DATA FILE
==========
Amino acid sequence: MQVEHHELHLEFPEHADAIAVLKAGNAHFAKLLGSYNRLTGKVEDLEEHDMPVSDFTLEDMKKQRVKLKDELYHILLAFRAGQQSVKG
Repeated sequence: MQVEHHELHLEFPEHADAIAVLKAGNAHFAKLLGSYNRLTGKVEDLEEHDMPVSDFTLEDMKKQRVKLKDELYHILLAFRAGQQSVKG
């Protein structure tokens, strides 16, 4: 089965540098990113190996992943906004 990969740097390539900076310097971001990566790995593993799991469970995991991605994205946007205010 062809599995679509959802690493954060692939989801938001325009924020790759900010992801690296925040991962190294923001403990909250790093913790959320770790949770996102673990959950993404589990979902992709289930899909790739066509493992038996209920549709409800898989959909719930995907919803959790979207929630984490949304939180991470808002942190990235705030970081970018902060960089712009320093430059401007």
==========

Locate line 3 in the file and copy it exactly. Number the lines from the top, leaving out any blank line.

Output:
């Protein structure tokens, strides 16, 4: 089965540098990113190996992943906004 990969740097390539900076310097971001990566790995593993799991469970995991991605994205946007205010 062809599995679509959802690493954060692939989801938001325009924020790759900010992801690296925040991962190294923001403990909250790093913790959320770790949770996102673990959950993404589990979902992709289930899909790739066509493992038996209920549709409800898989959909719930995907919803959790979207929630984490949304939180991470808002942190990235705030970081970018902060960089712009320093430059401007």